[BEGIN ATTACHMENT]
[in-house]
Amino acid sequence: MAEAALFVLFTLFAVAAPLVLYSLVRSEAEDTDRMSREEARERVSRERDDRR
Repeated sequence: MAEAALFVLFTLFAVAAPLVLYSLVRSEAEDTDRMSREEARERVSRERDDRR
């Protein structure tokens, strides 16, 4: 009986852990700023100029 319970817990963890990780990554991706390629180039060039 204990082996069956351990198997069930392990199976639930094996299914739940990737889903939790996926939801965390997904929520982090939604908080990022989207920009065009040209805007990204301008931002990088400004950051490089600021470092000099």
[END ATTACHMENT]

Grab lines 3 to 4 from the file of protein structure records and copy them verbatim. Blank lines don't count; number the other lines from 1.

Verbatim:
Repeated sequence: MAEAALFVLFTLFAVAAPLVLYSLVRSEAEDTDRMSREEARERVSRERDDRR
């Protein structure tokens, strides 16, 4: 009986852990700023100029 319970817990963890990780990554991706390629180039060039 204990082996069956351990198997069930392990199976639930094996299914739940990737889903939790996926939801965390997904929520982090939604908080990022989207920009065009040209805007990204301008931002990088400004950051490089600021470092000099």